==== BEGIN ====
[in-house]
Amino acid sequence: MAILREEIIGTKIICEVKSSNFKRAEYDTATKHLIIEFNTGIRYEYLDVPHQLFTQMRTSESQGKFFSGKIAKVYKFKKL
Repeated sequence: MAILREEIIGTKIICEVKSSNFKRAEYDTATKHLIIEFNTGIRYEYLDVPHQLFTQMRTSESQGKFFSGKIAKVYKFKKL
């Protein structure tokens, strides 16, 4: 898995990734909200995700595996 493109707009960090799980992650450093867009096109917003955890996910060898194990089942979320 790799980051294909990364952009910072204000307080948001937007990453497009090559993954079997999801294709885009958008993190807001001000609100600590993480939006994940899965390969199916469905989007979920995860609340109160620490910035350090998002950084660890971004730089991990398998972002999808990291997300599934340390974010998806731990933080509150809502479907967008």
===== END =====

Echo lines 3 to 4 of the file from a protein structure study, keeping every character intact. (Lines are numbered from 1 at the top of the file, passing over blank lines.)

Repeated sequence: MAILREEIIGTKIICEVKSSNFKRAEYDTATKHLIIEFNTGIRYEYLDVPHQLFTQMRTSESQGKFFSGKIAKVYKFKKL
């Protein structure tokens, strides 16, 4: 898995990734909200995700595996 493109707009960090799980992650450093867009096109917003955890996910060898194990089942979320 790799980051294909990364952009910072204000307080948001937007990453497009090559993954079997999801294709885009958008993190807001001000609100600590993480939006994940899965390969199916469905989007979920995860609340109160620490910035350090998002950084660890971004730089991990398998972002999808990291997300599934340390974010998806731990933080509150809502479907967008």